Now that the Key Summative is in the course shell I feel good. The process of putting it together was interesting, I thought I had all my corners covered and as I was putting them in the shell, more ideas came, and several small changes took place. For one, I wanted everything under a folder and as I created the tasks, they looked too overwhelming, so I decided to break them down into tasks, various of which had a drop box for students to turn in something. And I am going to be honest, some items I am still not sure about, but being that I spent hours and hours in front of the computer adding and deleting and changing stuff, I am going to have to think about and come back to it and decide later. It might be that I add the rest of the assignments and then decide until later.

Overall it has been a very interactive experience, always thinking about, how my students, their levels and their limitations come into play as my shell gets completed. Also, after the discussion of this week, the idea of a synchronous meeting and its real objective come into play. That on its own has been a challenge, but the insights that my classmates brought after I asked the question “How do you see yourself using this with your current students or demographics?” I got some good feedback and plan on using that as the basis of my plans later in the course.

Reaching out to Experts and Key Summative Assessment

The outside expert I am reaching out to for this unit is a curriculum leader for the science textbook we are using in class. Currently, our textbook is not very hands on and not very practice in the hands-on classroom. Because this has been a problem in my classroom, I am reaching out to this expert in hopes to meet with him or any of the teachers working on this section of the textbook in hopes to engage in some real discussion about how to reach all students, first of all, not just the ones in the middle, but also help other populations of students such as the ones that have an IEP, students whose first language is not English, and students who excel in academics and are often bored because the content does not challenge them. My idea is to bring some of the learning opportunities to their attention and help them see what a 21st century learner needs in terms of engagement, real tasks, meaningful learning opportunities and other ways of learning.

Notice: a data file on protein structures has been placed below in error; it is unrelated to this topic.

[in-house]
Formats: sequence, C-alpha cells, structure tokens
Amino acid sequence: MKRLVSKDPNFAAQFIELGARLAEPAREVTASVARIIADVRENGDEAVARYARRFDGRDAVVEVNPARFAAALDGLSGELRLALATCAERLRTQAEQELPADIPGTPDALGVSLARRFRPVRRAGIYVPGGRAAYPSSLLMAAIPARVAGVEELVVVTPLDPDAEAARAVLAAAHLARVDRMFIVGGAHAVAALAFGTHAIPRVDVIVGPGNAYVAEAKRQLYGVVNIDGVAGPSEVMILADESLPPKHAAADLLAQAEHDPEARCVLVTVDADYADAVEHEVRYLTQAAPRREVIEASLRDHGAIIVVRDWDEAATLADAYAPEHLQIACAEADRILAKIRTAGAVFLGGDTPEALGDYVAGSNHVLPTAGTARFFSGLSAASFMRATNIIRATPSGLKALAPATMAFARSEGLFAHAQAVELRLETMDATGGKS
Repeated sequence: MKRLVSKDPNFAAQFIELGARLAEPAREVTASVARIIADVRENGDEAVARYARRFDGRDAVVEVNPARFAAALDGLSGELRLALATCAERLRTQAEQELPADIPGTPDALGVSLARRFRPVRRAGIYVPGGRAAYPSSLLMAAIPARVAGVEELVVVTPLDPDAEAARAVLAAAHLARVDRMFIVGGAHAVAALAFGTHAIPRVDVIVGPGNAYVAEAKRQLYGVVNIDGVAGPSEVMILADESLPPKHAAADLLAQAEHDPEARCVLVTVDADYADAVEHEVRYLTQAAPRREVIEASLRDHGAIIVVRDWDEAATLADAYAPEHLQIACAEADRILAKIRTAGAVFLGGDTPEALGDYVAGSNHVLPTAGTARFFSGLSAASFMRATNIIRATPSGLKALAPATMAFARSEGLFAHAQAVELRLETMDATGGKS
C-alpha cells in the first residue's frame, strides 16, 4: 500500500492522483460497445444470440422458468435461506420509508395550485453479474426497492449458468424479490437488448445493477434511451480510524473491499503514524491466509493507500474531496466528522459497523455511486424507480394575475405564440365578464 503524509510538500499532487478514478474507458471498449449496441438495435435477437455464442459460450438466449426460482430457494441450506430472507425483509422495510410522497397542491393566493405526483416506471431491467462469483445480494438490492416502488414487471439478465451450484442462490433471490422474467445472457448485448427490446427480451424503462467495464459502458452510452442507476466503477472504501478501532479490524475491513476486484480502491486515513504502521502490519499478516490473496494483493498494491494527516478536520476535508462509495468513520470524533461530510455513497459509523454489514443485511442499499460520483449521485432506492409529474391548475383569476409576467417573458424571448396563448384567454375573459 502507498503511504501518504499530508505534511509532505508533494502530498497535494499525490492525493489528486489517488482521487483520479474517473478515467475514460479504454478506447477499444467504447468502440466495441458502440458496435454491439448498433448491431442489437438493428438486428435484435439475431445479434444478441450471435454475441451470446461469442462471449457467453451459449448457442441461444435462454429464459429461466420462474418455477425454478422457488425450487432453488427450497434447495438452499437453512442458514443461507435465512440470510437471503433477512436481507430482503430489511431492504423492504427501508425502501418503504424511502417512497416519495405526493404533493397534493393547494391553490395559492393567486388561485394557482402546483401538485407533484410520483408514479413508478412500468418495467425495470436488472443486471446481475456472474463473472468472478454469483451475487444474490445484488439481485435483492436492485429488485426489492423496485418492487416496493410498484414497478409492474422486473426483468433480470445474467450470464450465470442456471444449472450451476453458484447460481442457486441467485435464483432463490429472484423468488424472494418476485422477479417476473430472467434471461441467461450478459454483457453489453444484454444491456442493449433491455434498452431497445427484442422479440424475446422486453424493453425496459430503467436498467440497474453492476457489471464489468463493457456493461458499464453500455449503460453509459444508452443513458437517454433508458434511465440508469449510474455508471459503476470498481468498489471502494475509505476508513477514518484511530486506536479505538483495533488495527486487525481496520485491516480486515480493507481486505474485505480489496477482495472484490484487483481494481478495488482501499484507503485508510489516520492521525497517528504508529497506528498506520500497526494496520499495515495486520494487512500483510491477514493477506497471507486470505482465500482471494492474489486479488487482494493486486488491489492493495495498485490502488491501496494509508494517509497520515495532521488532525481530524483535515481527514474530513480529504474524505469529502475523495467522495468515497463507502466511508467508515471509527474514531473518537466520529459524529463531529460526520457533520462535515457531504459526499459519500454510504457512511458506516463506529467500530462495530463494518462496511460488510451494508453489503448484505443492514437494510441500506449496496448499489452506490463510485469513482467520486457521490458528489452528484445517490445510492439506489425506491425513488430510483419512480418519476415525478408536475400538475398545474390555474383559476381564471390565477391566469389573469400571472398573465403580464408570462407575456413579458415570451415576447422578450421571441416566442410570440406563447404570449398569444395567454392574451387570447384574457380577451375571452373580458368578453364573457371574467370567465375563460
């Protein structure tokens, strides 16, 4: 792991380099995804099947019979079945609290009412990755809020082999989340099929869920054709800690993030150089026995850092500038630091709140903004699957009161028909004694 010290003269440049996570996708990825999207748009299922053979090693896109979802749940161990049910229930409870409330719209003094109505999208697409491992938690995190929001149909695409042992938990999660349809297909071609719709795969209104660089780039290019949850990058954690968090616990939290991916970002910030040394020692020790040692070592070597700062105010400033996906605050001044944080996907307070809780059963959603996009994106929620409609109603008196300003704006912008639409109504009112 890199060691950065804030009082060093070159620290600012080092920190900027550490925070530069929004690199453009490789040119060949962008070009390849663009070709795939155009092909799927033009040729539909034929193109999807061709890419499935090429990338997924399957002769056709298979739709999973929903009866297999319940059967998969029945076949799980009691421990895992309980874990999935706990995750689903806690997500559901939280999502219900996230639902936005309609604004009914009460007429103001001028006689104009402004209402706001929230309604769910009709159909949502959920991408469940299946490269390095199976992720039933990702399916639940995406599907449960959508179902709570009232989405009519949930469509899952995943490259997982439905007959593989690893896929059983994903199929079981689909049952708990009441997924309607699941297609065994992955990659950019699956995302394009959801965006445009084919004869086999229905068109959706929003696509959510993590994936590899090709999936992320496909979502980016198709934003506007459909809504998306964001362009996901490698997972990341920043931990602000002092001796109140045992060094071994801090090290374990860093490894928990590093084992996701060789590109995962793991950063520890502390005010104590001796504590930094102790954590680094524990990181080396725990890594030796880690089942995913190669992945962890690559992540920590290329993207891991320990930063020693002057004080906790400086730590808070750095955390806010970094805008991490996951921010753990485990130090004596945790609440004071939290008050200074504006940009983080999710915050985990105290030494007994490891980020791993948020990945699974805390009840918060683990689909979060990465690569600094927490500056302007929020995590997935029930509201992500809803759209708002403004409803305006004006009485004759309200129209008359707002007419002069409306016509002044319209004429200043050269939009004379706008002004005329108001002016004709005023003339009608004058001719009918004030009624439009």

I am using this resource as a way for my students to get real meaning into their learning and also I want the curriculum leaders to look into other ways of engaging students, maybe it wont always be using a device, but including more activities that are collaborative, that get students emotionally invested in activities and learning opportunities. I think if anything else, it could get them to think about some of the activities they have at the end of the book that don’t relate to students and are simply not enough.

Using Media to Support Students in Key Summative Assessment

The culminating assignment for my Science Lesson Demo will be to have students, in groups of 4-6, put together a skit in which a cell heroically performs the job it is supposed to do thanks to the different organelles and their own jobs despite obstacles such as common cold viruses, living organisms not drinking enough water, not eating well. Props can be used with materials available in class such as construction paper, masking tape, newspaper and tempera paints. Therefore, in preparation for the Key Summative Assessment for the Science Demo Lesson I will be showing the following video.

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The above link is an example of a skit created by students in which they performed, or discussed the function of their organelle within the cell. This will be used BEFORE students begin working on their summative assessment and the idea behind including this video is to discuss what they see. Students are to look for key features that make it a successful skit and  key features that the students would need to develop to be even better. Students are to match their discussions with the grading rubric of this assignment and dissect it to understand all parts of it before they actually begin their skit.
Some of the UDL guidelines presented on this particular assignment are Multiple Means of Representation because students will not only read the grading rubric with the teacher in class, they will also get to see this video as an example. It is up to them to decide how successful the video production is for the purposes of our class and our unit goal and objective. It also provided Multiple Means of Action and Expression in that students will be supported as they come up with their own skit, using this media production as their basis for what their own presentation would look like.